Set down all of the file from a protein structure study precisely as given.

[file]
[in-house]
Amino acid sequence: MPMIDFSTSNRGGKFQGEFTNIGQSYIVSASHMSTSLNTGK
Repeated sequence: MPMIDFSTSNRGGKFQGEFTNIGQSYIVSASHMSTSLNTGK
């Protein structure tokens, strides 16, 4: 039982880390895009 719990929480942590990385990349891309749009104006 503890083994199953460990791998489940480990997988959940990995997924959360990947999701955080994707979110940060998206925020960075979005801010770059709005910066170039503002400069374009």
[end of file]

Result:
[in-house]
Amino acid sequence: MPMIDFSTSNRGGKFQGEFTNIGQSYIVSASHMSTSLNTGK
Repeated sequence: MPMIDFSTSNRGGKFQGEFTNIGQSYIVSASHMSTSLNTGK
């Protein structure tokens, strides 16, 4: 039982880390895009 719990929480942590990385990349891309749009104006 503890083994199953460990791998489940480990997988959940990995997924959360990947999701955080994707979110940060998206925020960075979005801010770059709005910066170039503002400069374009």